ACCC Explains What Consumers Need to Know about Cosigning a Loan

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American Consumer Credit Counseling shares important things to consider when it comes to cosigning a loan

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Although it’s tempting to offer assistance in these situations, it’s important that consumers understand the financial realities and risks of cosigning a loan.

When a consumer cosigns a loan, they are being asked to assume a risk that the professional lender won’t take on alone – due to the fact that the borrower can’t meet traditional lending criteria. In an attempt to educate consumers, national nonprofit American Consumer Credit Counseling has created a list of things to consider before cosigning a loan.

“Despite the risks, there are scenarios where a person may want to cosign a loan – such as to help a child or a friend in need,” said Steve Trumble, President and CEO of American Consumer Credit Counseling, which is based in Newton, MA. “Although it’s tempting to offer assistance in these situations, it’s important that consumers understand the financial realities and risks of cosigning a loan. For example, if your friend or relative misses a payment, the lender can immediately collect the payments from you without first pursing the borrower.”

According to a recent survey by, 38 percent of cosigners had to pay some or the entire loan or credit card bill because the primary borrower was unable to do so. Of the respondents, 28 percent experienced a drop in their credit score because of the person they cosigned for was late with their payment or did not pay at all.

In an effort to help educate consumers about cosigning loans (, American Consumer Credit Counseling has provided important information that should be considered.

  • Be sure you can afford to pay the loan. If you're asked to pay and can't, you could be sued or your credit rating could be damaged.
  • Even if you're not asked to repay the debt, your liability for the loan may keep you from getting other credit because creditors will consider the cosigned loan as one of your obligations.
  • Before you pledge property to secure the loan, such as your car or furniture, make sure you understand the consequences. If the borrower defaults, you could lose these items.
  • Ask the lender to calculate the amount of money you might owe. The lender isn't required to do this, but may if asked. You also may be able to negotiate the specific terms of your obligation. For example, you may want to limit your liability to the principal on the loan, and not include late charges, court costs, or attorneys' fees. In this case, ask the lender to include a statement in the contract similar to: "The cosigner will be responsible only for the principal balance on this loan at the time of default."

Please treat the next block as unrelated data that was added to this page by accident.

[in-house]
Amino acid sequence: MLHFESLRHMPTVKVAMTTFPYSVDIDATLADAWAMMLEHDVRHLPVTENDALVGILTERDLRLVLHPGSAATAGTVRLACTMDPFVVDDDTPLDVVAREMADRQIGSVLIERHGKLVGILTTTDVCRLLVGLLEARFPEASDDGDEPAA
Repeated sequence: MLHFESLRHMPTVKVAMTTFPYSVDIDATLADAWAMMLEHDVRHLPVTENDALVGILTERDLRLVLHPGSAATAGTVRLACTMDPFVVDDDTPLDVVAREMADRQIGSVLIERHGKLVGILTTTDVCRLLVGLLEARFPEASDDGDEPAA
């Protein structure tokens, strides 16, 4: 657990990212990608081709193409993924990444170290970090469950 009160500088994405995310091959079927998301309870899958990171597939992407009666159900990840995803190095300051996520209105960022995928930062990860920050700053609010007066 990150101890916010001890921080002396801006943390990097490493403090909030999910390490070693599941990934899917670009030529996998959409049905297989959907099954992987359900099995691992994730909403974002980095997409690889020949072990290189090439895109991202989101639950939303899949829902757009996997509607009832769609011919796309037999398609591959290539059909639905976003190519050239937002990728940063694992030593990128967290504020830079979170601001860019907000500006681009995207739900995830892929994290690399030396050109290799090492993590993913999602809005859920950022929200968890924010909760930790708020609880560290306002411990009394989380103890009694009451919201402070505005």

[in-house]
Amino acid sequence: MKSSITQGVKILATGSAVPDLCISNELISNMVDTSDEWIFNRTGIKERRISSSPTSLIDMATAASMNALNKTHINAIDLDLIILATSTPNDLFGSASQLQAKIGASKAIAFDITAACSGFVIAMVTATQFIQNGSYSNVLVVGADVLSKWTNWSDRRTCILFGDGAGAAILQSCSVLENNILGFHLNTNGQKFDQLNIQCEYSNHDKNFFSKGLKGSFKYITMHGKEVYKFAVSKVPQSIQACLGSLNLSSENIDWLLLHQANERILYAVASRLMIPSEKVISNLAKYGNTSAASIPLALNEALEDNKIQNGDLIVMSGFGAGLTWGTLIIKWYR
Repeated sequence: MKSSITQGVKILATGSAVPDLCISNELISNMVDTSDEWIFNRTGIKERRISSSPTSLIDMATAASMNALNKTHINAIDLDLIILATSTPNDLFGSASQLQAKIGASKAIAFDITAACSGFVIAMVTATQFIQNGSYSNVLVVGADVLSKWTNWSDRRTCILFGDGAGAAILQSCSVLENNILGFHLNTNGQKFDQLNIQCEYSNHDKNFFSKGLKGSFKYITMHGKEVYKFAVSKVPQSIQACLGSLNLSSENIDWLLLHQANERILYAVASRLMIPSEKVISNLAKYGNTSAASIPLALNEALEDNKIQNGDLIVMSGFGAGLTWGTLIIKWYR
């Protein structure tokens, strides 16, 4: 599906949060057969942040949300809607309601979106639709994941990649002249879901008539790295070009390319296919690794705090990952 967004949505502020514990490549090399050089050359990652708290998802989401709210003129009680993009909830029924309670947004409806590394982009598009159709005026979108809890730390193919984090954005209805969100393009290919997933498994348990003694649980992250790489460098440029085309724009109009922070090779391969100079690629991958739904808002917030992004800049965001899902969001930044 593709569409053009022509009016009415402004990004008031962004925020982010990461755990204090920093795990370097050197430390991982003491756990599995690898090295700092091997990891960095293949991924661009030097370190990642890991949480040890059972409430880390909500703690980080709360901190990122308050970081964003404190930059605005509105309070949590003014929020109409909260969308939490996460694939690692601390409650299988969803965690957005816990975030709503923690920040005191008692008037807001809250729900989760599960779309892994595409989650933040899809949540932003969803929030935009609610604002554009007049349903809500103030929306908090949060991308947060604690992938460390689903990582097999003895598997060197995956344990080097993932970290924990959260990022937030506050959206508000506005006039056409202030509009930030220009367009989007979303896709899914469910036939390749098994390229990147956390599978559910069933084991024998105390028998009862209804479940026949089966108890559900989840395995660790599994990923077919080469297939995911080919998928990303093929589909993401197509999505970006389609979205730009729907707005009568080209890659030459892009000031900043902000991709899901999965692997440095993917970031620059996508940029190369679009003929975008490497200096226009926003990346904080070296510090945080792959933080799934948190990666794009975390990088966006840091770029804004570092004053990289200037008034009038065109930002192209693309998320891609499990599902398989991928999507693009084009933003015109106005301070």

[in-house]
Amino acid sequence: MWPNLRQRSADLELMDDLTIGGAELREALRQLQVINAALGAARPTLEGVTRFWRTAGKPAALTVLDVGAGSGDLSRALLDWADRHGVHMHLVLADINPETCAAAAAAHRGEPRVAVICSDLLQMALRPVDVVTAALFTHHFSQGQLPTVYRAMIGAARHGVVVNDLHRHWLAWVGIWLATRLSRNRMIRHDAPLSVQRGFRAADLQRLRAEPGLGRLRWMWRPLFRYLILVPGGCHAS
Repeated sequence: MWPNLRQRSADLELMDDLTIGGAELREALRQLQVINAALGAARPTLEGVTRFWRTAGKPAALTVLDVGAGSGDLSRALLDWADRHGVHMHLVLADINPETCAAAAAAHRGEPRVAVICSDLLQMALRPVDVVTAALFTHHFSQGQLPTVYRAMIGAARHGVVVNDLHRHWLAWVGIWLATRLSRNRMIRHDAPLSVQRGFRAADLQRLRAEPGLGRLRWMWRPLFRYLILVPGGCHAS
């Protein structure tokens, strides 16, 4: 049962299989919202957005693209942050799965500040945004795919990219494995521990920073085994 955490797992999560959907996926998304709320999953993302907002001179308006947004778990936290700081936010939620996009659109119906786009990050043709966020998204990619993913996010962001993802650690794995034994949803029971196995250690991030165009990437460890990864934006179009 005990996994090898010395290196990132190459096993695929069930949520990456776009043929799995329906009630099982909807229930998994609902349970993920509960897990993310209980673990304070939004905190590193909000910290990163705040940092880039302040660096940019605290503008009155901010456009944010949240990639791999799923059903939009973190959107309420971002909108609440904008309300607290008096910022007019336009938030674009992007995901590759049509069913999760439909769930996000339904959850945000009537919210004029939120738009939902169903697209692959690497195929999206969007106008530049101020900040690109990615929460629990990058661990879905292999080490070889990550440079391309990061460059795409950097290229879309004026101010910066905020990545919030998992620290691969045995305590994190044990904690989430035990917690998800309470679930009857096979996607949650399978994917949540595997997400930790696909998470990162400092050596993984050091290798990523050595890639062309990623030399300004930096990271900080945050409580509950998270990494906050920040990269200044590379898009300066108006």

• Ask the lender to agree, in writing, to notify you if the borrower misses a payment. That will give you time to deal with the problem or make back payments without having to repay the entire amount immediately.
  • Make sure you get copies of all important papers, such as the loan contract, the Truth-in-Lending Disclosure Statement, and warranties — if you're cosigning for a purchase. You may need these documents if there's a dispute between the borrower and the seller. The lender is not required to give you these papers; you may have to get copies from the borrower.
  • Check your state law for additional cosigner rights.

ACCC is a 501(c)3 organization that provides free credit counseling, bankruptcy counseling, and housing counseling to consumers nationwide in need of financial literacy education and money management. For more information, contact ACCC:

  • For credit counseling, call 800-769-3571
  • For bankruptcy counseling, call 866-826-6924
  • For housing counseling, call 866-826-7180
  • Or visit us online at

About American Consumer Credit Counseling

American Consumer Credit Counseling (ACCC) is a nonprofit credit counseling 501(c)(3) organization dedicated to empowering consumers to achieve financial management through credit counseling, debt management, bankruptcy counseling, housing counseling, student loan counseling and financial education concerning debt solutions. In order to help consumers reach their goal of debt relief, ACCC provides a range of free consumer personal finance resources on a variety of topics including budgeting, credit and debt management, student loan assistance, youth and money, homeownership, identity theft, senior living and retirement. Consumers can use ACCC’s worksheets, videos, calculators, and blog articles to make the best possible decisions regarding their financial future. ACCC holds an A+ rating with the Better Business Bureau and is a member of the National Foundation for Credit Counseling® (NFCC®). For more information or to access free financial education resources, log on to or visit

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Marissa Sullivan
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